IT stocks rally may be on wobbly legs


Hope is all around, especially if you were a tech sector investor last week, as IT stocks reacted positively to Infosys and TCS results, while Wipro ADR shot up 16 per cent on Friday (results came in after Indian markets closed). However, does this hope rally have legs to stand on?

Yes, results were in line (albeit on weak expectations), margin trends were better and attrition has declined considerably. But if one is not short of memory, one would recollect that in CY2022 business was booming, margins were falling short and attrition was at multi-year highs. So, as a corollary, based on better margins and low attrition this time, one can make an argument that underlying business trends are not as strong as the market reactions seem to be proposing.

During a slowdown, companies step up efficiencies, cut costs (including deferring hikes) to boost margins. Employees, mindful of the circumstances, are less likely to change jobs, resulting in reduced attrition. So focussing on the margin improvement in recent quarter may be a case of missing the wood for the trees. It would be worth noting that during the time in the last 15 years when IT Services companies have delivered well on business performance and stock returns, margins have actually declined from highs of around 30 per cent for companies like TCS (24- 25 per cent now) and Infosys (20-21 per cent now).


So, what can help affirm the underlying trend in the sector to get a holistic picture? Look at what managements are doing rather than saying. In this case, it is what they are doing about headcount. Analysis of data going back to nearly two decades, indicates a clear high correlation between headcount and business trends for IT services companies. The correlation in roughly the last two decades ranges from 0.96 to 0.99 for the top four4 Indian IT companies (see charts).

So, if one were to go by this, given the headcount declines for Infosys, TCS, Wipro and HCLTech YTD in FY24, one may need to reassess whether the current rally can sustain. This is especially considering the fact that the gap between business trends and valuation is wider than ever (see charts).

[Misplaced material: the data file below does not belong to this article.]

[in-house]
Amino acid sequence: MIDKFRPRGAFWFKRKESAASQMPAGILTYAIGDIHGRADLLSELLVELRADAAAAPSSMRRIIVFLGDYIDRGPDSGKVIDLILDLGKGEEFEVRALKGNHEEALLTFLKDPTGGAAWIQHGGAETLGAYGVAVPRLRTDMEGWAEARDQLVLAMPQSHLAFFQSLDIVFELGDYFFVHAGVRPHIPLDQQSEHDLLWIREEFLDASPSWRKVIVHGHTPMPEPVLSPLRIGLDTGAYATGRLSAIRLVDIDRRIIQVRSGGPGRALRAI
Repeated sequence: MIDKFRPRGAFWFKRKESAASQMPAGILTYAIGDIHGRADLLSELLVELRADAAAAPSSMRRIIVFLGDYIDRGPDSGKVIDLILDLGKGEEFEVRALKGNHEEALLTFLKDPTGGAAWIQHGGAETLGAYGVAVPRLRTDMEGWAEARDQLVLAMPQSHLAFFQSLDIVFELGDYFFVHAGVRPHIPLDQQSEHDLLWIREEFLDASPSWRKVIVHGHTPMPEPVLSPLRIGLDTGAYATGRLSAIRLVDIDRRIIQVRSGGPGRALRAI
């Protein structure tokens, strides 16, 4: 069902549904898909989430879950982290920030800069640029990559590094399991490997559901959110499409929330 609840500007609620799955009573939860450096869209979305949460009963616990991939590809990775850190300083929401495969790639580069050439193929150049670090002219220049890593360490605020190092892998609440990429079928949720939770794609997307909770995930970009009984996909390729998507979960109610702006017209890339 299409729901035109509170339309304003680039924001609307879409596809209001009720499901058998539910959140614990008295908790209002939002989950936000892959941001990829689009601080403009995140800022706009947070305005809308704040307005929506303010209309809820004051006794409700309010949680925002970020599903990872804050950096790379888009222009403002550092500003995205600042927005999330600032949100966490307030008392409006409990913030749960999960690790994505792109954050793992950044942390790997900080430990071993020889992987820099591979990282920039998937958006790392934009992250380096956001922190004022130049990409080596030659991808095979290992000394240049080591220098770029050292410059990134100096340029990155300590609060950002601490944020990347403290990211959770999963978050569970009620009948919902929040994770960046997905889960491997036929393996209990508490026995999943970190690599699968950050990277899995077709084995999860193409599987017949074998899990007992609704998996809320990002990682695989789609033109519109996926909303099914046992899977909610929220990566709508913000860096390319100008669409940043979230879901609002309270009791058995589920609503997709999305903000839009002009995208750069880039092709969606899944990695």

For instance, for the large IT players, which have reported headcount declines YTD (which did not happen even during the 2008 slowdown), the PE ratio is very close to historical highs, while employee and revenue trends are at historical lows.

Productivity buzz

What about productivity? During the previous decade, the IT services industry has made a successful transition from legacy business to a digital-focussed business. This transformation hasn’t altered the correlation between business trends and headcount much. In fact, the employee productivity for companies has largely declined or stayed flat, barring Infosys, in the last 10 years. For instance, in the case of TCS productivity has declined from about $50,000 per employee in FY13 to $47,000 in FY23, while it has stayed flat for HCLTech at $55,000 and Wipro at $41,000. Infosys saw improvement from $48,000 in 2013 to $55,000 now.

Volumes and currency depreciation have made up for the lack of improvement in productivity. And managements’ own comments indicate AI is a potential long-term story rather than a case of any near-/mid-term game-changer.

In this context, it would be worth revisiting the hope rally in IT stocks that is characterised by historically high valuation amidst historically weak business trends. A quick turnaround is not impossible, though looking at data, it does appear so.

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